- The Washington Times - Wednesday, December 14, 2016

State officials scrambled Wednesday to uphold the Electoral College process as a Harvard Law School professor insisted that he was closing in on enough Republican defectors to upend President-elect Donald Trump.

Professor Lawrence Lessig said his group, Electors Trust, and two other organizations advising electors behind the scenes have found 20 to 30 Republicans who are considering withholding their votes for Mr. Trump at the Monday ceremony.

An exodus of 37 electors would put Mr. Trump at 269 electoral votes, one shy of the 270 needed to make his win official, and throw the decision to the Republican-controlled House.

“Our goal is to let the electors exercise their judgment, and what we believe is at least 37 electors will make the judgment not to support Donald Trump” Mr. Lessig told MSNBC. “And if that happens, then of course it goes to the House, and the House has to pick among the top three candidates.”

The current number may be higher than 20. “Some tell me that the number is higher than that. It should be more like 30, but I feel confident saying there’s at least 20,” said Mr. Lessig, who was briefly a candidate for the Democratic presidential nomination.

National Republicans aren’t buying his claim, but the revelation that Democratic lawyers are providing legal advice to Republican electors has fueled the turmoil surrounding this year’s Electoral College vote.

At least three states — California, Colorado and Washington — have grappled with lawsuits filed by electors seeking to deviate from the popular vote.

In Washington, a federal judge rejected Wednesday a bid by two “faithless electors” — in this case, two electors who would be expected to support Hillary Clinton — for an injunction that would allow them to vote their conscience.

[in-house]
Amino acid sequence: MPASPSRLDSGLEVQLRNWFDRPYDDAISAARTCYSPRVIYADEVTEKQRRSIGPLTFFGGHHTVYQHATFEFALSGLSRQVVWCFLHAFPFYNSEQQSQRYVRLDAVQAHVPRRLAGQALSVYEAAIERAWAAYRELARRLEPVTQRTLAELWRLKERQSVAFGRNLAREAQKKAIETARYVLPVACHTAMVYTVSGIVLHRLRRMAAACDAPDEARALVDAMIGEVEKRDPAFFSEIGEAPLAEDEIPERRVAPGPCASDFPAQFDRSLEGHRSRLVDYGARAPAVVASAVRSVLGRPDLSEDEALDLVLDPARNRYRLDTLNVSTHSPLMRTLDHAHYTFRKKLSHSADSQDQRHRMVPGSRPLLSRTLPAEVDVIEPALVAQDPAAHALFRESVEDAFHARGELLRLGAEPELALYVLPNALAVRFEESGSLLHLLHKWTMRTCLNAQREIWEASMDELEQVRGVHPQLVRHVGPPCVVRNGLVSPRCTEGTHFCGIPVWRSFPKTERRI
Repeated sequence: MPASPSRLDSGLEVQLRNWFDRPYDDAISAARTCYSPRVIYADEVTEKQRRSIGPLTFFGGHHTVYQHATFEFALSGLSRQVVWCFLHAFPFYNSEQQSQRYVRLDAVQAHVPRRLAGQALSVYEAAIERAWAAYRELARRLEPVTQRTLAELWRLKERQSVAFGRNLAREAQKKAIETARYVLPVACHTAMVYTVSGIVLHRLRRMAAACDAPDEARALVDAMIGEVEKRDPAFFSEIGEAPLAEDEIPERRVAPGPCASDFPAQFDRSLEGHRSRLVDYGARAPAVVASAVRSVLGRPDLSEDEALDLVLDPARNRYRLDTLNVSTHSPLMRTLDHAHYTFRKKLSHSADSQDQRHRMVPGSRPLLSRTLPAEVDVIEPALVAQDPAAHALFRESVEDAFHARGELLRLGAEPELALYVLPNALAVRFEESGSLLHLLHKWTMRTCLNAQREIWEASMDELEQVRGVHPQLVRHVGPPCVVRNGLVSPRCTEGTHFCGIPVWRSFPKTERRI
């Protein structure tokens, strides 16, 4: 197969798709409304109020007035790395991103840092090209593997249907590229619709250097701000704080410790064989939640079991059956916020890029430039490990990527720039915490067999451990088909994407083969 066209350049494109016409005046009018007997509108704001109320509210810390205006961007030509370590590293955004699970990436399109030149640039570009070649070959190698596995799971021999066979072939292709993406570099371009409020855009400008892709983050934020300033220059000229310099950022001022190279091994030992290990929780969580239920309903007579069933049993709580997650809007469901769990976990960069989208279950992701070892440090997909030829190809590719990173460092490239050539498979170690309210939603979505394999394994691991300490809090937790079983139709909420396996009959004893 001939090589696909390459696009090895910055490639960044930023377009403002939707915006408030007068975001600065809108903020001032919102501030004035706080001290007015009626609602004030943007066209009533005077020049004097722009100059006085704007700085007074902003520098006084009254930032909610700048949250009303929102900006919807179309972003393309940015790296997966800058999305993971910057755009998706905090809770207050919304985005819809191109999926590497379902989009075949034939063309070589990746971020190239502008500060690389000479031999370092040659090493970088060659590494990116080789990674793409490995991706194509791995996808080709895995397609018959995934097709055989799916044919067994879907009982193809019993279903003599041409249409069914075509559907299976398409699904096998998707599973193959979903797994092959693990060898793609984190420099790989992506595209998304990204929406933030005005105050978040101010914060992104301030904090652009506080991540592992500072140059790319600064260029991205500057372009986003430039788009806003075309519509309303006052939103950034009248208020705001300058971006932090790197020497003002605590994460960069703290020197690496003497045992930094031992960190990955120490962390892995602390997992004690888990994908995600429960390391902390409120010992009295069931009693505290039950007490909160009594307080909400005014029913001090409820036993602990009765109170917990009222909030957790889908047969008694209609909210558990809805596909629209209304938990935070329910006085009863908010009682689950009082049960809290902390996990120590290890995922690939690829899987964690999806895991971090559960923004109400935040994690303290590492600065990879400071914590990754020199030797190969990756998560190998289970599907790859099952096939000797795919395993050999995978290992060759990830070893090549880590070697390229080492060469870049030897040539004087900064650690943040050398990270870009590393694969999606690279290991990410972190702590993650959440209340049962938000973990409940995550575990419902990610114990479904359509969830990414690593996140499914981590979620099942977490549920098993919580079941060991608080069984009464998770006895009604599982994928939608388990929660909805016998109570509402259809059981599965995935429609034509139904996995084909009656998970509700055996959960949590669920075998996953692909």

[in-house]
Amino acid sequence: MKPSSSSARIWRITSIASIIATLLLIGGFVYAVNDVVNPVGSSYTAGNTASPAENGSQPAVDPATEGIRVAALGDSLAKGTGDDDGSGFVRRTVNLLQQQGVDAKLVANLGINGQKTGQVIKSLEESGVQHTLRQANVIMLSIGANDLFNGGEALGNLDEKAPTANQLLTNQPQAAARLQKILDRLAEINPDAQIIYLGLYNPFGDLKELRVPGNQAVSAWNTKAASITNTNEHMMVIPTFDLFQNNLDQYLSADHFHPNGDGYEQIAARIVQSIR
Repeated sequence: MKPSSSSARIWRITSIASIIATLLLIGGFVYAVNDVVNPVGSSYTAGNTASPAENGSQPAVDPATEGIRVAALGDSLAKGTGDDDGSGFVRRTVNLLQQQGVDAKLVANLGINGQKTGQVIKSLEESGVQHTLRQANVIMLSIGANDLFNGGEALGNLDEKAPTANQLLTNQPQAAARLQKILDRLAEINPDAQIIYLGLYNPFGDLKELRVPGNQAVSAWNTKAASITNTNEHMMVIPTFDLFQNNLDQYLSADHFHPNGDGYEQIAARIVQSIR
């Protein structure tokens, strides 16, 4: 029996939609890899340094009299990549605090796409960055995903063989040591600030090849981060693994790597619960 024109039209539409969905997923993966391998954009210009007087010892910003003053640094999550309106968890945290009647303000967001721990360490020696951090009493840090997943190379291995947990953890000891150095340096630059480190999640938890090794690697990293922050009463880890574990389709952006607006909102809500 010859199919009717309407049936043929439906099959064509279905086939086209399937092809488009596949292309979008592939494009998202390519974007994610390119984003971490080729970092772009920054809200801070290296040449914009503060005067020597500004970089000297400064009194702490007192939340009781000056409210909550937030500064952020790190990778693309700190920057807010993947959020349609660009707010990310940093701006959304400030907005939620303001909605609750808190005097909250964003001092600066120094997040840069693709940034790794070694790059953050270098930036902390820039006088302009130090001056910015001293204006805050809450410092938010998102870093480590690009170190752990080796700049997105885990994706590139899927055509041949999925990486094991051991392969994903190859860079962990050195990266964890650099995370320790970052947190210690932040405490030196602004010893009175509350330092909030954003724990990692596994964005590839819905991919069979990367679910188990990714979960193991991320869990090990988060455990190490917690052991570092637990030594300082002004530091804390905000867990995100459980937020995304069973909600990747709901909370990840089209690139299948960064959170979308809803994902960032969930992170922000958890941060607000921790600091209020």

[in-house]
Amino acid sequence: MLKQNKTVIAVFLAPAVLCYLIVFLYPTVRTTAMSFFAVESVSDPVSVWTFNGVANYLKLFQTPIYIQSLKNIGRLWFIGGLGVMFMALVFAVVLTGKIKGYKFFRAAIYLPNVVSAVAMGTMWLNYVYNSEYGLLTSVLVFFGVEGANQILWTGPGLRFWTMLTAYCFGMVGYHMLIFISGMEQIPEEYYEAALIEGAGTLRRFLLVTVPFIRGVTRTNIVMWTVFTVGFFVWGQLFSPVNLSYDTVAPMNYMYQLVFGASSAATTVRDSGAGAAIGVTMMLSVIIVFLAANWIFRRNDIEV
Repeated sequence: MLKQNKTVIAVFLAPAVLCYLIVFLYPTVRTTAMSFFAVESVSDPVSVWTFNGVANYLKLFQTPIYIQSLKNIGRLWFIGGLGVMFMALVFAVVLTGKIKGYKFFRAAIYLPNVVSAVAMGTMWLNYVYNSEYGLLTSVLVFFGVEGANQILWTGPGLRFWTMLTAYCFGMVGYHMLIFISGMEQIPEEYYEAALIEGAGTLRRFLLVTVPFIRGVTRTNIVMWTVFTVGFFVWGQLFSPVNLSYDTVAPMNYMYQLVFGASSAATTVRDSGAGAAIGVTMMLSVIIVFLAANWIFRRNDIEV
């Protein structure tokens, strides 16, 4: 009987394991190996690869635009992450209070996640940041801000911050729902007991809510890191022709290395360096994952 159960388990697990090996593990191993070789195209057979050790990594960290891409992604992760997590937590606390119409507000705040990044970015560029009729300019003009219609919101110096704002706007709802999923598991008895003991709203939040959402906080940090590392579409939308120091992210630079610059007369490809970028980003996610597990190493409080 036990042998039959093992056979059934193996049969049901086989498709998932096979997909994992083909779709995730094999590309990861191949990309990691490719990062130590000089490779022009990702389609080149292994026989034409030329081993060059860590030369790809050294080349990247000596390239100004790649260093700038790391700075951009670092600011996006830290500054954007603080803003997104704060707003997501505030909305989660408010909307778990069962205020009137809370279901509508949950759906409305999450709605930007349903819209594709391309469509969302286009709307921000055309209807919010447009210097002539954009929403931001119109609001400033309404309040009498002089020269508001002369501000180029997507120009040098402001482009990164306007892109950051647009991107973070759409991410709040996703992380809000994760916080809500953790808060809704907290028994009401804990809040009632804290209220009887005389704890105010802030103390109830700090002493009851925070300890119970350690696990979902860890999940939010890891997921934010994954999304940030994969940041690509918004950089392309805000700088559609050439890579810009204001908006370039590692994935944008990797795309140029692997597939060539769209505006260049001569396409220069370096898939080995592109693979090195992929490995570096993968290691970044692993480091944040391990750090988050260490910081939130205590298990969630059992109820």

Washington state’s secretary of state spokesman Dave Ammons said any Democratic electors in Washington who bolt from Mrs. Clinton will face the possibility of civil penalties, which would be a first since the law binding electors to the popular vote was passed in 1977.

Another group of more than 50 electors — again, mostly Democrats — led by House Minority Leader Nancy Pelosi’s daughter Christine, a California elector, have signed a letter demanding an intelligence briefing on allegations of Russian interference in the campaign.

Only one member of the Pelosi group, Chris Suprun of Texas, is a Republican.
As a result, it doesn’t matter how the Democrats vote Monday as long as at least 270 Republican electors stand by Mr. Trump.

Left-wing filmmaker Michael Moore issued a plea for Republican electors to “have a stand-up moment and say, ‘I care about this country.’”

“Hopefully, there is a chapter to be added to John F. Kennedy’s ‘Profiles in Courage’ on Monday,” Mr. Moore said on MSNBC. “We only need 37 more of these electors, and they have to be Republican electors.

In Colorado, Secretary of State Wayne Williams wants to stop the electors before they become faithless. After a judge ruled Tuesday that such electors may be replaced, he began working with the state Democratic Party to line up substitutes.

If any of the nine Democratic electors either declines to take the pledge swearing to follow the popular vote or support Mrs. Clinton, Mr. Williams said, they will “cease to be an elector under the provisions of Colorado law” and will be immediately decertified.